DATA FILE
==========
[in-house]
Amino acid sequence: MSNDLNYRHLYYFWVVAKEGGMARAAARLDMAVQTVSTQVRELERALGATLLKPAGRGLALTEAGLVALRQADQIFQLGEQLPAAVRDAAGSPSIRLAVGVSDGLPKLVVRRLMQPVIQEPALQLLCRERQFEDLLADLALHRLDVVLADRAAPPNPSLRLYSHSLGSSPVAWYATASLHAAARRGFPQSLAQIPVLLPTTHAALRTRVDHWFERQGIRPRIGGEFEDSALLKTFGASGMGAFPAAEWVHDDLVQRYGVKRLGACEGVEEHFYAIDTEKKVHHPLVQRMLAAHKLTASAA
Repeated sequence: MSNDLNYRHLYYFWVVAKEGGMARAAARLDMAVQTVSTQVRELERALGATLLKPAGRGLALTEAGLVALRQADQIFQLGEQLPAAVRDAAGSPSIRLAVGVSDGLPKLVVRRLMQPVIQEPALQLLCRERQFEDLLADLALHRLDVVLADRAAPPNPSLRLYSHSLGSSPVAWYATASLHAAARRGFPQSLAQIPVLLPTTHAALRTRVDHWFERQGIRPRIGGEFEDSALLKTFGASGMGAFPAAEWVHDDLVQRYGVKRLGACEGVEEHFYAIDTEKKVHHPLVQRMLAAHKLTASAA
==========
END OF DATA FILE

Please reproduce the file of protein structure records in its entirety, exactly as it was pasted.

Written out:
[in-house]
Amino acid sequence: MSNDLNYRHLYYFWVVAKEGGMARAAARLDMAVQTVSTQVRELERALGATLLKPAGRGLALTEAGLVALRQADQIFQLGEQLPAAVRDAAGSPSIRLAVGVSDGLPKLVVRRLMQPVIQEPALQLLCRERQFEDLLADLALHRLDVVLADRAAPPNPSLRLYSHSLGSSPVAWYATASLHAAARRGFPQSLAQIPVLLPTTHAALRTRVDHWFERQGIRPRIGGEFEDSALLKTFGASGMGAFPAAEWVHDDLVQRYGVKRLGACEGVEEHFYAIDTEKKVHHPLVQRMLAAHKLTASAA
Repeated sequence: MSNDLNYRHLYYFWVVAKEGGMARAAARLDMAVQTVSTQVRELERALGATLLKPAGRGLALTEAGLVALRQADQIFQLGEQLPAAVRDAAGSPSIRLAVGVSDGLPKLVVRRLMQPVIQEPALQLLCRERQFEDLLADLALHRLDVVLADRAAPPNPSLRLYSHSLGSSPVAWYATASLHAAARRGFPQSLAQIPVLLPTTHAALRTRVDHWFERQGIRPRIGGEFEDSALLKTFGASGMGAFPAAEWVHDDLVQRYGVKRLGACEGVEEHFYAIDTEKKVHHPLVQRMLAAHKLTASAA